The Co-ordination Centre Programme team

Slippers not slips! The Countess Charity is delighted to be supporting a new initiative for the provision of safe and comfortable slippers for those patients who arrive without them, perhaps because they have been admitted in an emergency or have no one to bring some in.

“Wearing safe footwear not only helps to prevent falls when in hospital, but also helps patients to feel more confident

when they move around.” This initiative fits well with the #endpjparalysis campaign, which aims to get patients wearing their own clothes as soon as possible.

26th October – Fashion Show at The Countess for Bosom Buddies 17 – 19th November – Chester Arts Fair at The Racecourse for Babygrow Thursday 30th November – Afternoon Tea at The Town Hall for the Ultra Sound Scanner Appeal Friday 1 December – Trees of Life at The Countess of Chester Hospital Sunday 3 December – Santa Dash Monday 4 December – Trees of Life at Ellesmere Port Hospital

Jennifer Brownley, Specialist Occupational Therapist, explains why: “The ‘End Pyjama Paralysis’ movement aims to encourage patients to get up, dressed and out of bed as soon as possible. “Correct footwear is essential to reducing the risk of falls when moving around the wards. This will give our patients the confidence to remain active and independent, which will aid recovery and reduce future care needs.” Head of Fundraising Lesley Woodhead explains how best to support the slipper appeal: “To contribute to the slipper project please call into the fundraising office in the main reception or make a donation online at www.justgiving. com/campaigns/charity/countesscharity/ slippersnotslips. “We are also currently fundraising for an Ultra Sound Breast Scanner, Bosom Buddies, Dialysis Machines, Memory Lane – to improve facilities for patients on wards 50 and 51, Babygrow Appeal, all of our wards and to improve our spiritual care centre. “To find out more about how The Countess Charity is providing more for our patients please call us on 01244 366240. We are looking for groups and individuals who want to make a difference in their local community by supporting their local hospital. We look forward to hearing from you.”

Trees of Life Illuminate a light in one of our trees in memory or celebration of a loved one. Loved ones names are celebrated in a book on display in the Spiritual Care Centre. Please call 01244 364341 for more details or go to chestertreesoflife Or pop in to the office in the main reception at The Countess


Anna Rees, Clinical Lead for Frailty Rapid Response Team says “When people come into hospital they can tend to spend too much time in bed. This can delay their recovery. We are keen to help patients get moving as soon as possible. In order to move safely, people need to be wearing well-fitted shoes or slippers. Sometimes people have come into hospital without safe footwear, and it is important that we are able to provide the correct ones.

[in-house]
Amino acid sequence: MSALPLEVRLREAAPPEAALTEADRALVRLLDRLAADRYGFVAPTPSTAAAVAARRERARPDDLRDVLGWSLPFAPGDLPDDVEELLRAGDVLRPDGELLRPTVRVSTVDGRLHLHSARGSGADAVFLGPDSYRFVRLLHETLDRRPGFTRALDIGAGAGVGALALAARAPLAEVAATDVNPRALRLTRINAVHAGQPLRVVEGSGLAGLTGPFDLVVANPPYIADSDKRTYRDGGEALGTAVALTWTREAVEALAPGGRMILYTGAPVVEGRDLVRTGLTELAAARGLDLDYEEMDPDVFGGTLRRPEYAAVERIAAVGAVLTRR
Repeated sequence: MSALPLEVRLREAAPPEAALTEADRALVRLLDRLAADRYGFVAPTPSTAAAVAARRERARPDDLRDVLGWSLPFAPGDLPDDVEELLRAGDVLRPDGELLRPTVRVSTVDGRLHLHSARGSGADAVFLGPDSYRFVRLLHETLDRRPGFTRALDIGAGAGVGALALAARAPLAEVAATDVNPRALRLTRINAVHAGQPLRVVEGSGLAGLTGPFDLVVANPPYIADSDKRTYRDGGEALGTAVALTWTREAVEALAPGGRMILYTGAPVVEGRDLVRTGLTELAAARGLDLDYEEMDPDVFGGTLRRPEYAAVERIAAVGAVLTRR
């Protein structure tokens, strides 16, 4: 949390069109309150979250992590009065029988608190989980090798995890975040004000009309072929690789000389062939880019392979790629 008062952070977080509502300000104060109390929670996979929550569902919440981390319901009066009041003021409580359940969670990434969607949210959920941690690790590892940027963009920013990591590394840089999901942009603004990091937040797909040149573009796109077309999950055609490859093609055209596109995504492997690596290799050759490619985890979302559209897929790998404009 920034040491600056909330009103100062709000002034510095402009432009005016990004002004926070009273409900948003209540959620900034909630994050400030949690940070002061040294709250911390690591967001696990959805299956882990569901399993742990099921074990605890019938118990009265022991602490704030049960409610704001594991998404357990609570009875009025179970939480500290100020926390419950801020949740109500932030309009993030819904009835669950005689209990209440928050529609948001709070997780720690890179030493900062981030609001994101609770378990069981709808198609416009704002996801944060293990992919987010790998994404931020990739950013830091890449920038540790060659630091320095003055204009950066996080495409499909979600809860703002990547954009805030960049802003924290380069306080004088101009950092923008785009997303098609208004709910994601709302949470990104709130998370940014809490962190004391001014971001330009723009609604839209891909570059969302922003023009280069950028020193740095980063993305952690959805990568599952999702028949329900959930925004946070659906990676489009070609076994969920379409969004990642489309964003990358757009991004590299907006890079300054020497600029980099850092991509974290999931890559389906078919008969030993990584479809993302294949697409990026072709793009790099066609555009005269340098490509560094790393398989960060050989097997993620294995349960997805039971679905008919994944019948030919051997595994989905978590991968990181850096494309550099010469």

Diary Dates

Hello and goodbye… Early August is always a time of bittersweet change at the Countess, with many doctors including foundation year two doctors moving on and the newest cohort of trainees coming in to replace them. This switchover gives the medical education team a chance to reflect on the last 12 months, celebrate the many successes and show the incoming junior doctors how education in Chester will lay the foundations for a great career. Every year around this time the medical education team host a Foundation Doctor

Awards ceremony, handing out various prizes such as ‘Doctor of the Year’ and ‘Player’s Player’.

Dr Ian Benton

“We’re very proud of our training programmes at the Countess,” Director for Medical Education Dr Ian Benton said. “We take our role in developing our foundation doctors very seriously and it is always a pleasure to see how far they can go in a relatively short space of time.” He added: “The awards are something we always look forward to and it’s also an opportunity to show our new trainees how we will value and celebrate their achievements over the next few years.”

FOAMdation for success A trainee doctor has set up a new online resource for foundation doctors called FOAMdation, profiling different areas of medicine and offering advice about best practice in a variety of scenarios.

As an idea FOAM (Free Open Access Medical Education) has been around for quite a while, but Gareth observed that most of the resources were geared towards senior trainees in areas such as critical care and emergency medicine.

Dr Gareth Thomas, who recently left the Countess having finished his rotation as a junior specialist trainee in emergency medicine, spotted an opportunity to provide additional help for newlyqualified doctors as they move on to the wards for the first time.

He wanted to plug a gap by offering the same informal learning opportunities, recently using his own experiences to publish a two-part podcast ‘How to be a Junior Doctor’.

“I kept thinking about it and how it could make a real difference. I thought if I don’t do it someone else will and I’d rather it was put together properly the way I think it should be,” Gareth said.